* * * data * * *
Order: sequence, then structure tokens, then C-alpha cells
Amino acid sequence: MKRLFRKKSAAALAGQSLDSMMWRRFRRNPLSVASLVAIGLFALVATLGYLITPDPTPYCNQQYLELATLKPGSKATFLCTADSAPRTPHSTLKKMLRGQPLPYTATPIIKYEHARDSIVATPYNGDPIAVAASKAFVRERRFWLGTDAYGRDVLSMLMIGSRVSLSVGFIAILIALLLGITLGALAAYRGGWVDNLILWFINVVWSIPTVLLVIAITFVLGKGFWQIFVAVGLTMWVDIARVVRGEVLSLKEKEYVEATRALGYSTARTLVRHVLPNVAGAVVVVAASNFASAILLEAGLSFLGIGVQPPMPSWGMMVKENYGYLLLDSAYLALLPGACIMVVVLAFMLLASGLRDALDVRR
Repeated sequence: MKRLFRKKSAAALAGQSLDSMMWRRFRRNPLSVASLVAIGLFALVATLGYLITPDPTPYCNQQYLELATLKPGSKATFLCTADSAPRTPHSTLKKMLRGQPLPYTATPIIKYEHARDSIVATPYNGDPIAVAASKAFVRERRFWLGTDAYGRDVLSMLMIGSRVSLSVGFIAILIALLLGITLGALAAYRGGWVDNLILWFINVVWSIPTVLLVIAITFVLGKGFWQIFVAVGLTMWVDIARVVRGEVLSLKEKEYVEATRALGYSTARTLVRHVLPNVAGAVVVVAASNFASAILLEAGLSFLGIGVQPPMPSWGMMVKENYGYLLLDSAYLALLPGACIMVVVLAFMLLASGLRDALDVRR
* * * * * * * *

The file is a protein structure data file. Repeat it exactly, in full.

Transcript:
Order: sequence, then structure tokens, then C-alpha cells
Amino acid sequence: MKRLFRKKSAAALAGQSLDSMMWRRFRRNPLSVASLVAIGLFALVATLGYLITPDPTPYCNQQYLELATLKPGSKATFLCTADSAPRTPHSTLKKMLRGQPLPYTATPIIKYEHARDSIVATPYNGDPIAVAASKAFVRERRFWLGTDAYGRDVLSMLMIGSRVSLSVGFIAILIALLLGITLGALAAYRGGWVDNLILWFINVVWSIPTVLLVIAITFVLGKGFWQIFVAVGLTMWVDIARVVRGEVLSLKEKEYVEATRALGYSTARTLVRHVLPNVAGAVVVVAASNFASAILLEAGLSFLGIGVQPPMPSWGMMVKENYGYLLLDSAYLALLPGACIMVVVLAFMLLASGLRDALDVRR
Repeated sequence: MKRLFRKKSAAALAGQSLDSMMWRRFRRNPLSVASLVAIGLFALVATLGYLITPDPTPYCNQQYLELATLKPGSKATFLCTADSAPRTPHSTLKKMLRGQPLPYTATPIIKYEHARDSIVATPYNGDPIAVAASKAFVRERRFWLGTDAYGRDVLSMLMIGSRVSLSVGFIAILIALLLGITLGALAAYRGGWVDNLILWFINVVWSIPTVLLVIAITFVLGKGFWQIFVAVGLTMWVDIARVVRGEVLSLKEKEYVEATRALGYSTARTLVRHVLPNVAGAVVVVAASNFASAILLEAGLSFLGIGVQPPMPSWGMMVKENYGYLLLDSAYLALLPGACIMVVVLAFMLLASGLRDALDVRR